Lynx Air lands in Manitoba

Lynx Air lands in Manitoba. Photo by Geoff Kirbyson.

A new ultra-low-cost carrier is looking to shake up the travel market with rock-bottom prices as the travel industry attempts to recover from its COVID-19 hangover.

The first flight from Lynx Air touched down in Winnipeg this week, a landing that company CEO Merren McArthur says heralds a new era of travellers spending less and experiencing more.

“We want to be the airline that links Canadians to their favourite people and places,” she says.

Lynx will fly to 10 cities across the country but will only connect Winnipeg with Calgary, Vancouver and Toronto. Service to Calgary and Vancouver – two flights per week each— has already begun and on May 5, it will add two flights per week to Toronto and double its Calgary offering to four.

By that point, the carrier will have 16 flights in and out of Winnipeg with more than 3,000 seats.

Lynx’s ultra-low-cost model offers services a la carte. The base fare includes just your seat. If you’d like to bring a bag, either carry-on or checked, it will cost you between 29.99 to $49.99 depending on the distance, choosing your seat will cost between $20 and $40, also depending on the distance, and it will set you back $10 to board your flight early.

Long-time travel writer Ron Pradinuk wasn’t surprised to see other airlines immediately match Lynx’s prices for flights taking place at the same time. Fares at other times and days, however, have remained the same.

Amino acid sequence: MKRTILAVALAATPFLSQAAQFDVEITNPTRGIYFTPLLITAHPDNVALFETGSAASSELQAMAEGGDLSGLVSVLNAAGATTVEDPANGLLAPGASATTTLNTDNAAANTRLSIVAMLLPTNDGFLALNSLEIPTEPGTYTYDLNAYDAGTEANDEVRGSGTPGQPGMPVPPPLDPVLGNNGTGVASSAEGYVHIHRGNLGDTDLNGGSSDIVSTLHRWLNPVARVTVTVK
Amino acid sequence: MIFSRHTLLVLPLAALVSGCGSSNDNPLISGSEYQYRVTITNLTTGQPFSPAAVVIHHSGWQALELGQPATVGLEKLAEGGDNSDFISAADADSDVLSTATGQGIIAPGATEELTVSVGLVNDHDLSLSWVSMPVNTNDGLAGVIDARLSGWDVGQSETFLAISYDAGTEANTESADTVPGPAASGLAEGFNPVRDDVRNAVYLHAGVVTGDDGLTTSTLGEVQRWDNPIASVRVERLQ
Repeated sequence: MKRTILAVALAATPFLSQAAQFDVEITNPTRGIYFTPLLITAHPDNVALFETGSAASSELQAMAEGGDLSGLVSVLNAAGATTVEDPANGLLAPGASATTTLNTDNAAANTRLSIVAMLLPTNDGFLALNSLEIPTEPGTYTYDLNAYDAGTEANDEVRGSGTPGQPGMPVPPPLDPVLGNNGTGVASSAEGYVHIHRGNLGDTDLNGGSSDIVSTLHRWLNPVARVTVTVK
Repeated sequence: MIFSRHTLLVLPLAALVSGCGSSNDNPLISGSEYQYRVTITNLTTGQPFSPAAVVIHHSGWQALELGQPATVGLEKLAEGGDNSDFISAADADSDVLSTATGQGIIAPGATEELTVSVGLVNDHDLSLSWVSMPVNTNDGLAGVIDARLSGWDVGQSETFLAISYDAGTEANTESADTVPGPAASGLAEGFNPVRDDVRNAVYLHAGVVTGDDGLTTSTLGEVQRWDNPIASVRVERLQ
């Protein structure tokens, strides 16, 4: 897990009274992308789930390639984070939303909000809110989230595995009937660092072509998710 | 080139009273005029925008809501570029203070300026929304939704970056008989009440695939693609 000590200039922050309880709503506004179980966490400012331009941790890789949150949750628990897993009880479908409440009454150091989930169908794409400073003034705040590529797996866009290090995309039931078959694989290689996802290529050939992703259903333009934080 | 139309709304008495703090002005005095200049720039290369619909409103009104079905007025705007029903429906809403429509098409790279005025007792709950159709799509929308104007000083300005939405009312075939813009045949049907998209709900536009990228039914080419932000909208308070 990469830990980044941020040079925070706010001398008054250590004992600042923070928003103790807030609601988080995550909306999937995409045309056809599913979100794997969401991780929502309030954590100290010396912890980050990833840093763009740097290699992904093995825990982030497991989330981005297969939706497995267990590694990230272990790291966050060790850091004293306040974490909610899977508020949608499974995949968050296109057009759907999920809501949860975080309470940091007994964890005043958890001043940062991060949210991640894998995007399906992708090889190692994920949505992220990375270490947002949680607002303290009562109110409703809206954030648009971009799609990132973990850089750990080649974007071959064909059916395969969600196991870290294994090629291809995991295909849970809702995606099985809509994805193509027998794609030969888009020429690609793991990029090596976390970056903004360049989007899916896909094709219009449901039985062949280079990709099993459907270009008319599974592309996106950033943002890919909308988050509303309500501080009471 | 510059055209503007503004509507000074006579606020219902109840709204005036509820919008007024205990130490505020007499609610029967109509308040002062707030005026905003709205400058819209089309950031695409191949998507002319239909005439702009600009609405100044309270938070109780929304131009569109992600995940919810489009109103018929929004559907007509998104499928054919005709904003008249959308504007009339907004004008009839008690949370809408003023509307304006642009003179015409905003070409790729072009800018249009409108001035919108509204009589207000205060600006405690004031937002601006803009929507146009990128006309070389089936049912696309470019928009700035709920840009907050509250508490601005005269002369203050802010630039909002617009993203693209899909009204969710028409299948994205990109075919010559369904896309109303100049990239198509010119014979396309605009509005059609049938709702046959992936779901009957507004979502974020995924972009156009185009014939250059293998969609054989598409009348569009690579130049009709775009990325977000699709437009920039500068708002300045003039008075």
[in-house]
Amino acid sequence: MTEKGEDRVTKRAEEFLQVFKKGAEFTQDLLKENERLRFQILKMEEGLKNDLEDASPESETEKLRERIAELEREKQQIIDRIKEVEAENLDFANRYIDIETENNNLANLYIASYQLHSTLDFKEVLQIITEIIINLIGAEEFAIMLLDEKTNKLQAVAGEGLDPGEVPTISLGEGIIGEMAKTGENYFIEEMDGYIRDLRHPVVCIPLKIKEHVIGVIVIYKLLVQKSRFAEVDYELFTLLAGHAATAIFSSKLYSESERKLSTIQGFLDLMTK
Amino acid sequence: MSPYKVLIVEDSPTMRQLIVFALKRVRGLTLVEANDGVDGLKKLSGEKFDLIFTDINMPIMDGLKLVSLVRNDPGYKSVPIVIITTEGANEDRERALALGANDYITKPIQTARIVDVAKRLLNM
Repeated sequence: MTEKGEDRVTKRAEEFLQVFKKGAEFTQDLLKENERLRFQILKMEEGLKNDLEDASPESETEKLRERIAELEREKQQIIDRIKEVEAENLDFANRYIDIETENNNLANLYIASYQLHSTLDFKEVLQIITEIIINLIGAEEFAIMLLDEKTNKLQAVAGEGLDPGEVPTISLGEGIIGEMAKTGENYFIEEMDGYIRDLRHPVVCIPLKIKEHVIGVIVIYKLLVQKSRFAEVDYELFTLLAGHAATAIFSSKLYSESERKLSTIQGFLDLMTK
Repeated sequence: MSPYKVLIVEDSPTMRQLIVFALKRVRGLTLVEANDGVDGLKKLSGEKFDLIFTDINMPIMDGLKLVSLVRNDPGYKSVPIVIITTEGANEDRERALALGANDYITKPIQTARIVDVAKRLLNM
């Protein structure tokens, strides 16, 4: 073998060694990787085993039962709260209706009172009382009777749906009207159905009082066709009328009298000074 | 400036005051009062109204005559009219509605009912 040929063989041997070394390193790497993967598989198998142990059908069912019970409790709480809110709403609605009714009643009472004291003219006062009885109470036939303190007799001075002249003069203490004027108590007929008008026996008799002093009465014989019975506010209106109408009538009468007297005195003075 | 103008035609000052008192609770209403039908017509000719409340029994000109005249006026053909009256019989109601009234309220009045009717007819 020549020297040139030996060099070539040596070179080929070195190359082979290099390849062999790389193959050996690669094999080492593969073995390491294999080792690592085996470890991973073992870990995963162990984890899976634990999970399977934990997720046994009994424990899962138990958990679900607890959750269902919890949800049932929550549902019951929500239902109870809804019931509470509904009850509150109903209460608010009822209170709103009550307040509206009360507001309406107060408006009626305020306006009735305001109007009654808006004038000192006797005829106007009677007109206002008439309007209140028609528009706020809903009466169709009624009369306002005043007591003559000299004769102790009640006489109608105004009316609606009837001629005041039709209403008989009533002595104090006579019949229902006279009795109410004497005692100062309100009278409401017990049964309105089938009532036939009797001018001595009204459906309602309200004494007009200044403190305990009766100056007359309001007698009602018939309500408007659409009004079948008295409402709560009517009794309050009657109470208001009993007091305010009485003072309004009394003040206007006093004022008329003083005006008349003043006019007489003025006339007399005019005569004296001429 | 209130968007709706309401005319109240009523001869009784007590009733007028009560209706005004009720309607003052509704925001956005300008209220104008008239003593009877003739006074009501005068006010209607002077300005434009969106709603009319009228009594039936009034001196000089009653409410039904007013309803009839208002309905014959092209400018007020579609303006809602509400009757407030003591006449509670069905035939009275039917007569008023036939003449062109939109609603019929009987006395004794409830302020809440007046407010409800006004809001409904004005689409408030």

“When you have a new entrant, you know Air Canada and WestJet are going to match the fares. They’re going to test Lynx and make it as unattractive as possible (for them). They’ll advertise more in our city,” he says.

“This is a pattern. It makes it harder for new entrants to get a foothold. Some of them do, some of them don’t.”

Pradinuk says Lynx’s timing is opportunistic as many travellers are intent on “revenge flying.”

“They’re determined to get back on a plane to go someplace. They’re so sick and tired (of the pandemic). They’re saying, ‘I’m getting back at COVID,’” he says.

Lynx’s decision to fly into Toronto differentiates it from some of its predecessors that have only connected Western Canada to Hamilton in the east. (Lynx flies into Hamilton, too.)

“That changes the equation. Going east, that could be a game-changer for them,” he says.

Lynx operates a fleet of Boeing 737 aircraft. Its business plan calls for expanding it to 46 planes in the next five to seven years.


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